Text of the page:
“Having a permanent marketing person familiar with the industry is huge to these guys,” O’Mara says of his marketing staff that assists customers with logos, flyers and other advertising materials.

“Customers tell us the reason they do business with us is that they will be more successful,” adds Schrock.

The loyalty goes both ways. Comfort Air’s contractors let their territory managers know what they’re hearing from their customers. What’s driving their buying behaviors when it comes to HVAC? What are they most concerned about? “We listen to our contractors,” O’Mara says. “They usually know what consumers are looking for.”

By staying close to the contractors and being members of local and national trade associations like ACCA, HARDI, EEBC, ASHRAE, RSES, NAHB, and local HBAs, they’ve been proactive in having the type of products that consumers and builders are seeking for replacement and new building projects.

“Our goal is to be a leader in a changing industry,” says Schrock. “We try not to be on the bleeding edge, but we do for the most part stay ahead of the competition.”

For example, as the indoor air quality industry changed and came to the forefront for consumers, Comfort Air partnered with vendors such as Aprilaire, Honeywell, Panasonic and Aeroseal to add whole house solutions to their product mix.

Comfort Air also opened its Home Comfort Showroom at its Centennial location as a way to showcase its range of products for both contractors and homeowners.

“Our contractors and their homeowner customers have utilized the showroom and it works very well for upgrade and add-on selling,” DeGrace says. Their builder partners have also used the Home Comfort Showroom for their customers. The showroom is mainly used to educate both the Comfort Air team members and their customers. A recently-installed Samsung Free Joint multi-zone ductless system in the showroom lets homeowners and contractors get their questions answered and allows them to see and hear how an installed system works.

As the products to support the demands of consumers have become more sophisticated so, too, has the level of training required by contractors. Comfort College is Comfort Air’s way of bringing product training to its contractors with training facilities at three of its locations.

“When we first started Comfort College, we were trying to train the industry,” O’Mara says. “We had a full-time service tech from Rheem. But we realized it’s not our job to train the industry. We had a lot of success. We were well known. Now our focus is on the products we sell.”

Comfort Air Distributing relies heavily on its territory managers and inside sales team, who receive special training. “That way, when a customer calls, they can get an answer from us rather than having to be referred to the manufacturer,” says O’Mara. “We have four guys who are ex-technicians so when a contractor has a problem we can solve it.”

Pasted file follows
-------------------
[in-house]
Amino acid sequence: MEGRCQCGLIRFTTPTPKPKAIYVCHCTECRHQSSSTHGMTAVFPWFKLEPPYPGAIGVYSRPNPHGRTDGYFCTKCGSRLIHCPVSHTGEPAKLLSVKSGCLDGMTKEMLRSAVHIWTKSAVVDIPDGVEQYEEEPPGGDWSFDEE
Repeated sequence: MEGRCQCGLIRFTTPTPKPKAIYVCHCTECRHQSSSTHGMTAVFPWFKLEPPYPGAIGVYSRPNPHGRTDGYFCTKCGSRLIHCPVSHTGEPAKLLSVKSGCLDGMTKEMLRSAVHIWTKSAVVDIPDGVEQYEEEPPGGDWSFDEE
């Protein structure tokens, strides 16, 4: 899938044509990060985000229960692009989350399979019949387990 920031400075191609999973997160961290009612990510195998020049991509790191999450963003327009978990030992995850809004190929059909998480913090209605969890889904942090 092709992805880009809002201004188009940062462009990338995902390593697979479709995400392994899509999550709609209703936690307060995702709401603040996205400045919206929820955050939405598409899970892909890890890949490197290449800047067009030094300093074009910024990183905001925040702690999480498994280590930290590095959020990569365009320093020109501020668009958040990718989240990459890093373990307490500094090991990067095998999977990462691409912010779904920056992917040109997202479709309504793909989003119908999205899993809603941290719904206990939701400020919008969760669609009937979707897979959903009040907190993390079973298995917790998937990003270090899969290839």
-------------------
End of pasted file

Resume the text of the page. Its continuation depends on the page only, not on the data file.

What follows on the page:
Partnering with customers and taking care of the customer at the sales counter and over the phone has been good for Comfort Air and good for their customers. That’s why Comfort Air forecasts double digit growth every year. They align themselves with customers and vendors that share their customer-centric and growth-oriented philosophy. There’s always room to get better, they say, and they’ll continue to work on ways to become more efficient in all phases of their operations. That’s what successful teams are all about.

Best Practice

Definition and Example: Creating Contractor Marketing Programs for our Key Contractors. The Rheem Team was introduced as an advertising group program in 1992. It began primarily as a branding campaign for both Comfort Air (Rheem), our elite contractor base. It has evolved into a turnkey marketing and advertising program to help our contractors become more successful business organizations.

Significance: We want to help our contractors grow, which in turn helps Comfort Air Distributing grow.

Benefits: When we help our contractors become successful businesses, it creates a strong partnership.

Procedure: The planning process begins in late summer/early fall. Decisions are made about advertising campaigns and additional programs necessary to create a successful program, such as call tracking, profit and business coaching, and new technology designed to help make running a business easier than ever.

People Involved: Territory managers are key because they are the voice of our customers. We want to make sure we are creating a program that benefits the contractor the most. The president, executive vice president, business development manager and marketing manager are also involved in implementing the program and using the right resources to create the turnkey programs.

Timing: We roll out the program in late January with a large meeting that consists of a keynote speaker and some of our program partners. Last year’s keynote speaker was Ray Isaac. After the meeting, our territory managers visit with the contractors to register for their customized program. Registrations can occur at any time during the year when a contractor partner is interested and fits the criteria.

Cost: Charges depend on the programs the contractor enrolls in, many of which are free of charge.

Contact: Jim O’Mara, [email protected]

Mission Statement: “A customer-focused distributor, dedicated to the success of our HVAC partners and committed to being a leader in our changing industry.”

Local Rheem Team website: www.RheemTeamComfort.com.


Comfort Air Distributing at a Glance

President: Jim O’Mara
Executive Vice President: Dave Schrock

Other Key Personnel:

 

Jeff Patton, Vice President of Operations Jaylan Phillips, Business Development Manager Debbie DeGrace, Marketing Manager Dave Roberts, Purchasing Manager Ginger Ivy, Accounting Manager
Headquarters: 5757 E. 42nd Ave., Denver, CO 80216
Employees: 35 in 4 locations
Major Product Lines: Rheem HVAC and Water Heaters, Aprilaire, Honeywell, Quietside/Samsung, ClimateMaster
Website: www.ComfortAirDistributing.com
Year Founded: 1987

Michael Maynard is a contributing editor based in Providence, RI. He writes frequently on HVACR, construction and architecture issues. Contact him at [email protected]